Site blocking is still prevalent on public wifi, train wifi, school and college wireless too. For example CrossCountry Trains blocks YouTube and iPlayer as there is insufficient bandwidth on the train. A lot of sites are also blocked on 3G connections due to the default content control on these services. I remember a VLE I worked with in the past was blocked by Vodafone Content Control.

When designing TEL activities (and MOOCs) as mentioned in a previous blog, consideration must be given to alternatives for those occassions when sites are blocked. Also it makes sense to check out how these activities and tools work away from university and college systems, on free wifi or 3G networks.

Active Play – ocTEL

Lost in the City

Have found a little time this week to look at ocTEL.

Over recent decades, game-based learning has grown as a form of TEL. It encapsulates many principles of active learning, such as engagement in an authentic context, learning by mistake-making and reflection, experiential learning, collaborative learning and learning by problem-solving. As such, it is worth considering the techniques that games use to engage learners and what can be learned from them. Four game genres with obvious learning potential are adventure games, puzzle games, role playing games and strategy games.

Playing “Lost in the City” reminded me of how much I hate these kinds of adventure games and how frustrating I find them. Now I did give it a fair go and spent over 15 minutes playing the game, of which the majority of time was spent trying to find a single small object on the screen. This was very un-engaging and very demotivating.

Personally I don’t think I could learn anything from this specific game. I also think the frustrations acted as a disincentive to learning.

This is not an “adventure” game, this is a game with puzzles that appears to be an adventure, but isn’t. These are not even “useful” puzzles as far as I am concerned, they are logic puzzles that have to be solved in a particular way or in a specific order, the “challenge” is to find that order out to solve it. The problem with this is that there is no real logic to the process and it’s much more trial and error then actual logic. Also with only one specific solution, you can’t be creative or find alternative ways of solving the problem. This does not reflect the real world.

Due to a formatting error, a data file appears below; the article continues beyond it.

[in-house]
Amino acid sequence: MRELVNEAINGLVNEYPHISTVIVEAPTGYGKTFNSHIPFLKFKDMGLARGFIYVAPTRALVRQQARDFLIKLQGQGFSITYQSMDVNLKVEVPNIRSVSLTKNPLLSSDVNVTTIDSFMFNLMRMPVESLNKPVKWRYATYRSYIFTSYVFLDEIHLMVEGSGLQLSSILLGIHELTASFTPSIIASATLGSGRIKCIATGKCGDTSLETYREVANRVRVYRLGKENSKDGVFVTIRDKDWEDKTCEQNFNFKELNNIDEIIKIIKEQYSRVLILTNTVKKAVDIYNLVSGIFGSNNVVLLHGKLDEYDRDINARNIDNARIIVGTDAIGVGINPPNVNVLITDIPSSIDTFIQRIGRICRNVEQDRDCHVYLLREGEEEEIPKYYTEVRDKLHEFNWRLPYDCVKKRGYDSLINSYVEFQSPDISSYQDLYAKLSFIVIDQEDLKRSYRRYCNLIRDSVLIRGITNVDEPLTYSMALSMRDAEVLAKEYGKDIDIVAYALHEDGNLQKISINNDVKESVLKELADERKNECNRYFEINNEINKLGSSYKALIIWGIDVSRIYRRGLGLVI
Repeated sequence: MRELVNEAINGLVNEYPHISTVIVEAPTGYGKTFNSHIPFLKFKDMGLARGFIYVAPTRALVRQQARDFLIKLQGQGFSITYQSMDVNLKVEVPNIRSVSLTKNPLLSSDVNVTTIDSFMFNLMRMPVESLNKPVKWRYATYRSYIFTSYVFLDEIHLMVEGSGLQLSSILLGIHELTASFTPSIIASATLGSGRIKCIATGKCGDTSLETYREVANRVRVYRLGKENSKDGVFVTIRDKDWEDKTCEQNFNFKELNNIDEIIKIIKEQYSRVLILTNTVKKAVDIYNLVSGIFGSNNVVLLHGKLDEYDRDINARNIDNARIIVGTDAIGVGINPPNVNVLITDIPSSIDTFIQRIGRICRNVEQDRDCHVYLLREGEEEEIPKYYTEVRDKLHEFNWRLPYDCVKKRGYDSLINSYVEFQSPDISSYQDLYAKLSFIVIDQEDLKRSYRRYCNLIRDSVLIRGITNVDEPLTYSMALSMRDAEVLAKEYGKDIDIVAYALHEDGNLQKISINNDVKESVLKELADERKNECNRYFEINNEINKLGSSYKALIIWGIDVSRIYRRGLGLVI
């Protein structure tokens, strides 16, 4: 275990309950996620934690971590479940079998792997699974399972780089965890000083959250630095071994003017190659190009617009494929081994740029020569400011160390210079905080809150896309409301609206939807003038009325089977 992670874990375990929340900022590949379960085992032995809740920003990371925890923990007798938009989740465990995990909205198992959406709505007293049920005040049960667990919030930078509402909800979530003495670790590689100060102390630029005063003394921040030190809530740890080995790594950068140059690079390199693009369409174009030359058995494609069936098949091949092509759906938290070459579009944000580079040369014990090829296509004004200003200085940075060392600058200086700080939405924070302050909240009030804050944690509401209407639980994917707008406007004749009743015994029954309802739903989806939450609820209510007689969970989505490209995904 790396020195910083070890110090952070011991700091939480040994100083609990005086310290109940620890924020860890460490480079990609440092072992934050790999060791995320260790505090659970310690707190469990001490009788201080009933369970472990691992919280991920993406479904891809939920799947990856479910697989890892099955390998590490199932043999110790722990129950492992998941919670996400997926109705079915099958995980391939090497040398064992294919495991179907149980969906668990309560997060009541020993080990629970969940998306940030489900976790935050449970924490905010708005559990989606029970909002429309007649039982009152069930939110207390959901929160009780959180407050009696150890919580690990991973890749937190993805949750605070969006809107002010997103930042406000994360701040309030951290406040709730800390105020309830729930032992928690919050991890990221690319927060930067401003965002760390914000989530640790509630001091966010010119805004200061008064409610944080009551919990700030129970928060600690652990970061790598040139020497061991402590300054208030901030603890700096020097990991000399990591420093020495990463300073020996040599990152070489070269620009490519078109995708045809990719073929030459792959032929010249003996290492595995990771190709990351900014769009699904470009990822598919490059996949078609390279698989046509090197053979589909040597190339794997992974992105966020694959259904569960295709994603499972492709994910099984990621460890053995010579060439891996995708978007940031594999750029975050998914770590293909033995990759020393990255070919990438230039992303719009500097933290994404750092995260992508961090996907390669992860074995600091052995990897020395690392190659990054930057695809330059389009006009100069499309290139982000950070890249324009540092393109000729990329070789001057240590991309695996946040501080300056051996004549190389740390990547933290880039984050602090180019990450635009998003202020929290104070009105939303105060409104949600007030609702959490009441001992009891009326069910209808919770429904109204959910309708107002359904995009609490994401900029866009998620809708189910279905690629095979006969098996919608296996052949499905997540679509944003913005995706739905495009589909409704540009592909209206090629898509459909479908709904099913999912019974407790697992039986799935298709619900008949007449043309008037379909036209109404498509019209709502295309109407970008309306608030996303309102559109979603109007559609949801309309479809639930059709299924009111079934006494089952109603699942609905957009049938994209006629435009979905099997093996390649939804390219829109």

The other aspect is that too often you spend a long time trying to find (as in the case of “Lost in the City”) that final key, that elusive number. This is not learning, unless you’re learning to be patient! It’s merely frustrating and annoying, as far as I am concerned it’s not even a game.

For me a true adventure game should allow for freedom and flexibility. Then it can be more of a learning experience.

I can see how some people may “enjoy” this kind of game, but also can see how some people think such games “could” be used to teach subjects like Health & Safety, as in spot the danger. However such games would annoy many learners for the reasons I outlined above, and therefore could be a choice, but allow other ways of learning.

Understanding the Potential


So what comes first, technology or pedagogy?

For me one of the messages that comes out of the videos I have was watching last week and resonates with me, is how the most effective way of using technology is where it is used to solve a problem.